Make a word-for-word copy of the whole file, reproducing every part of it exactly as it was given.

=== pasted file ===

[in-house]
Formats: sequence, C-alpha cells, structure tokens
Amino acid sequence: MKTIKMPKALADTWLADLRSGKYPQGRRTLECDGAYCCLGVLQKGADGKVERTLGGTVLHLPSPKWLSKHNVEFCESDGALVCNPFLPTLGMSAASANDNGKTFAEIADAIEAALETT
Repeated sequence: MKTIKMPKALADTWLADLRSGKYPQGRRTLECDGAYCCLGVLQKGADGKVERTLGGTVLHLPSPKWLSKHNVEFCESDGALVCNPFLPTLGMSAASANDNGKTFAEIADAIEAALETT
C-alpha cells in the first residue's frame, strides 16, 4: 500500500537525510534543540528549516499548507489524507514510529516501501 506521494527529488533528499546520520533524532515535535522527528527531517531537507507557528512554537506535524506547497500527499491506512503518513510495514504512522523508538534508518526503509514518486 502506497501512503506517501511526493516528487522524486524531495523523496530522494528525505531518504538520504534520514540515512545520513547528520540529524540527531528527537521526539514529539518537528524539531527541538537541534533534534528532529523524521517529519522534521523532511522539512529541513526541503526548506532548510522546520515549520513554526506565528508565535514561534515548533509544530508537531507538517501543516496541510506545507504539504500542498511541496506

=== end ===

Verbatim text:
[in-house]
Formats: sequence, C-alpha cells, structure tokens
Amino acid sequence: MKTIKMPKALADTWLADLRSGKYPQGRRTLECDGAYCCLGVLQKGADGKVERTLGGTVLHLPSPKWLSKHNVEFCESDGALVCNPFLPTLGMSAASANDNGKTFAEIADAIEAALETT
Repeated sequence: MKTIKMPKALADTWLADLRSGKYPQGRRTLECDGAYCCLGVLQKGADGKVERTLGGTVLHLPSPKWLSKHNVEFCESDGALVCNPFLPTLGMSAASANDNGKTFAEIADAIEAALETT
C-alpha cells in the first residue's frame, strides 16, 4: 500500500537525510534543540528549516499548507489524507514510529516501501 506521494527529488533528499546520520533524532515535535522527528527531517531537507507557528512554537506535524506547497500527499491506512503518513510495514504512522523508538534508518526503509514518486 502506497501512503506517501511526493516528487522524486524531495523523496530522494528525505531518504538520504534520514540515512545520513547528520540529524540527531528527537521526539514529539518537528524539531527541538537541534533534534528532529523524521517529519522534521523532511522539512529541513526541503526548506532548510522546520515549520513554526506565528508565535514561534515548533509544530508537531507538517501543516496541510506545507504539504500542498511541496506